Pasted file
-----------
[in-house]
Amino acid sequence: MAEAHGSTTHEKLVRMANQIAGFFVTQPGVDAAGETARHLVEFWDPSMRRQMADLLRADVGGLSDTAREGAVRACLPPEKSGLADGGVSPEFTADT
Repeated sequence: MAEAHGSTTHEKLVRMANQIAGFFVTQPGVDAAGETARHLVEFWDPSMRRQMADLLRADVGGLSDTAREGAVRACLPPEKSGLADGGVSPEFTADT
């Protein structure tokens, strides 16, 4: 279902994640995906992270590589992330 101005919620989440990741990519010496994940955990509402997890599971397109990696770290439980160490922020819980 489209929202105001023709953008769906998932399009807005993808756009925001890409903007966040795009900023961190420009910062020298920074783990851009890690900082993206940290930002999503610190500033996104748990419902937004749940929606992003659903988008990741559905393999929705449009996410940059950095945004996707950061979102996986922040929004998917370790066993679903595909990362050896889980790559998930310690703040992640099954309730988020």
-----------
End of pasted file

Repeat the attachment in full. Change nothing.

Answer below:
[in-house]
Amino acid sequence: MAEAHGSTTHEKLVRMANQIAGFFVTQPGVDAAGETARHLVEFWDPSMRRQMADLLRADVGGLSDTAREGAVRACLPPEKSGLADGGVSPEFTADT
Repeated sequence: MAEAHGSTTHEKLVRMANQIAGFFVTQPGVDAAGETARHLVEFWDPSMRRQMADLLRADVGGLSDTAREGAVRACLPPEKSGLADGGVSPEFTADT
């Protein structure tokens, strides 16, 4: 279902994640995906992270590589992330 101005919620989440990741990519010496994940955990509402997890599971397109990696770290439980160490922020819980 489209929202105001023709953008769906998932399009807005993808756009925001890409903007966040795009900023961190420009910062020298920074783990851009890690900082993206940290930002999503610190500033996104748990419902937004749940929606992003659903988008990741559905393999929705449009996410940059950095945004996707950061979102996986922040929004998917370790066993679903595909990362050896889980790559998930310690703040992640099954309730988020």